Since the beginning of the solvency crisis, we have tried both fiscal stimulus and austerity (see Greece and Ireland). Neither has restored confidence nor should they as they are tools for adjusting aggregate demand in the economy at one point in time and not for addressing solvency.
Since the beginning of the solvency crisis, we have tried policies including zero interest rate policies and quantitative easing. None of these policies has restored confidence nor should they as they are tools for adjusting aggregate demand and not for addressing solvency.
This failure to restore confidence is not surprising, because it is regulatory policy that is the source of confidence and the tool for addressing solvency.
It is the ongoing failure of regulatory policy that is causing the solvency crisis to continue. It is the ongoing failure of regulatory policy that undermines confidence and stymies expansionary fiscal and monetary policy.
Why has regulatory policy failed? It has failed because the key to ending a solvency crisis is answering the question of who is solvent and who is insolvent. This question is the starting point for determining how to address the insolvent banks and sovereigns.
In their defense, the global financial regulators would say that they have adopted policies to answer the question of who is solvent and who is insolvent. They have engaged in bank recapitalization and stress tests.
These policies were predestined to fail in the absence of the ability of market participants to Trust but Verify.
Why should market participants trust the regulators given their pre- and post- solvency crisis track record? Before the solvency crisis, the regulators failed to fulfill their number one responsibility of preventing the crisis from occurring in the first place. Since the beginning of the solvency crisis, regulators have run stress tests that have been discredited shortly after the results were announced.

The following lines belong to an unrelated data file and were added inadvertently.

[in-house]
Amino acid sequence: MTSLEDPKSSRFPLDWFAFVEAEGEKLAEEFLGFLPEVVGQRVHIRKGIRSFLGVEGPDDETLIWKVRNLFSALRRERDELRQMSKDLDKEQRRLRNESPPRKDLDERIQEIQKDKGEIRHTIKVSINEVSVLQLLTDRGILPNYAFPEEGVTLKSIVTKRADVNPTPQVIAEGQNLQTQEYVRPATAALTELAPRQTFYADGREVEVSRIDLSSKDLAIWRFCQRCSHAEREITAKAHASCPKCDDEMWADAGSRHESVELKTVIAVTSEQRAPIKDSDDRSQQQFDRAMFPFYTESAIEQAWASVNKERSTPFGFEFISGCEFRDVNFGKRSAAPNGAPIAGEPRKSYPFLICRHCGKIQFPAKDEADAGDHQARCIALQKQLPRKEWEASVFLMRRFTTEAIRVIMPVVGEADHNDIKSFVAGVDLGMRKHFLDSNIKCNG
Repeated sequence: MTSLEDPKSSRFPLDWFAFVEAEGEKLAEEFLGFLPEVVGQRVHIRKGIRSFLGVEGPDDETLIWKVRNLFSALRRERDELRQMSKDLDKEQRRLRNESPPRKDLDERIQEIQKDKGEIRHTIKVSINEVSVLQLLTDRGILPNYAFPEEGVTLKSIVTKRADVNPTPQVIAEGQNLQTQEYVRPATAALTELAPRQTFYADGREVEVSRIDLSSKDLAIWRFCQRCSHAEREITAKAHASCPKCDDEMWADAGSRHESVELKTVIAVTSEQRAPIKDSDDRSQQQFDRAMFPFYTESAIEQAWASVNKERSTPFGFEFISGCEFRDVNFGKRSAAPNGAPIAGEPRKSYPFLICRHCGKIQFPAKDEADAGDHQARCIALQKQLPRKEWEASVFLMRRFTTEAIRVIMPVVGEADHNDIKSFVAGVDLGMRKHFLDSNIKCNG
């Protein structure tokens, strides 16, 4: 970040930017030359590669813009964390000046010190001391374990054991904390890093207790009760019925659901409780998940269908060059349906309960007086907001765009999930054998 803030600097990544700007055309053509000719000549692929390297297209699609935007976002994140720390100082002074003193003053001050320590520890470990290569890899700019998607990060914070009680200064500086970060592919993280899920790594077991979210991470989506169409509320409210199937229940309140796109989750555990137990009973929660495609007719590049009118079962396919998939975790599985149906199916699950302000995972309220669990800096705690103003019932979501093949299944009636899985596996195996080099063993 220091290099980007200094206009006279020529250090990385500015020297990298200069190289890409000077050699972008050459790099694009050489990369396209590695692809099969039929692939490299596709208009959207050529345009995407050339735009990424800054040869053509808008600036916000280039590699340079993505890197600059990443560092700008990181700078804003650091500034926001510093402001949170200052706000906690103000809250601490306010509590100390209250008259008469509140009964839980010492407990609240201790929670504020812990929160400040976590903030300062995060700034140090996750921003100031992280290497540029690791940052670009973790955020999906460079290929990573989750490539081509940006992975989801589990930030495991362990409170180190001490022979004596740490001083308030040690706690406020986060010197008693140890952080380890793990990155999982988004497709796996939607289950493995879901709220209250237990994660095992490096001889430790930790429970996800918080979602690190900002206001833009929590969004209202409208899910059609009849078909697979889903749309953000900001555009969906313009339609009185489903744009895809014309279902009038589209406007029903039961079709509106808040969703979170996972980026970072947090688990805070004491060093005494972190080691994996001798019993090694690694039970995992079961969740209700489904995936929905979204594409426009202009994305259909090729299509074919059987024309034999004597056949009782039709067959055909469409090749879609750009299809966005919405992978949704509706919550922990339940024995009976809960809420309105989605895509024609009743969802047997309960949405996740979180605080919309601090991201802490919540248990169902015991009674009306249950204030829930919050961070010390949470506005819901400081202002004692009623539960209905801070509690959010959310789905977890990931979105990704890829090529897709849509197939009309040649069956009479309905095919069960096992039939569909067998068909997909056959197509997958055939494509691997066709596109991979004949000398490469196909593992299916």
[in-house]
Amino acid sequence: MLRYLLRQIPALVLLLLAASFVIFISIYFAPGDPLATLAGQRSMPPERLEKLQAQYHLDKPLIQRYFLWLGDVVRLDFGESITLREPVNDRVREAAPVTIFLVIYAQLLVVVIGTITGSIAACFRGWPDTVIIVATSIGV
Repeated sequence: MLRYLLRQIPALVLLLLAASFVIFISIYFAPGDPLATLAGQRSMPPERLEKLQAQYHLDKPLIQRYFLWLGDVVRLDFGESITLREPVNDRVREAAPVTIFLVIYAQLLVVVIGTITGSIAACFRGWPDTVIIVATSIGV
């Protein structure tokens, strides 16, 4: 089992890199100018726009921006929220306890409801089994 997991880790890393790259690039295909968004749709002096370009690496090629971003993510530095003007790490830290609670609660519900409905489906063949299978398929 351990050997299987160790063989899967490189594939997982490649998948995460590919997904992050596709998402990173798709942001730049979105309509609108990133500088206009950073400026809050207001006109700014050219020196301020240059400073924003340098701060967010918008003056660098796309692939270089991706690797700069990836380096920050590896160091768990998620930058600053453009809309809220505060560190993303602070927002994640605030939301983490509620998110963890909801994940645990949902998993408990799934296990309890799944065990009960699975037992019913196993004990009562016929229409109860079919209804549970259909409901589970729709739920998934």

As predicted under the FDR Framework, it is only by providing market participants with access to each bank's current asset and liability-level data and each structured finance security's current loan-level performance data that the question of who is solvent and who is insolvent can be answered.
- It is only when market participants have this data that they can value the structured finance securities.
- It is only when market participants can value the structured finance securities and all the assets on each bank's balance sheet that they can determine which banks are solvent and which are not.
- It is only after doing this analysis that market participants have assessed the risk of an investment in the banking system and are willing to be responsible for all gains or losses on any new investments they make in bank related securities.
- It is only when market participants have the confidence to invest in the banking system that they have confidence to invest in the economy.
If market participants cannot have confidence in their banking system, it is impossible for them to have confidence in their economies.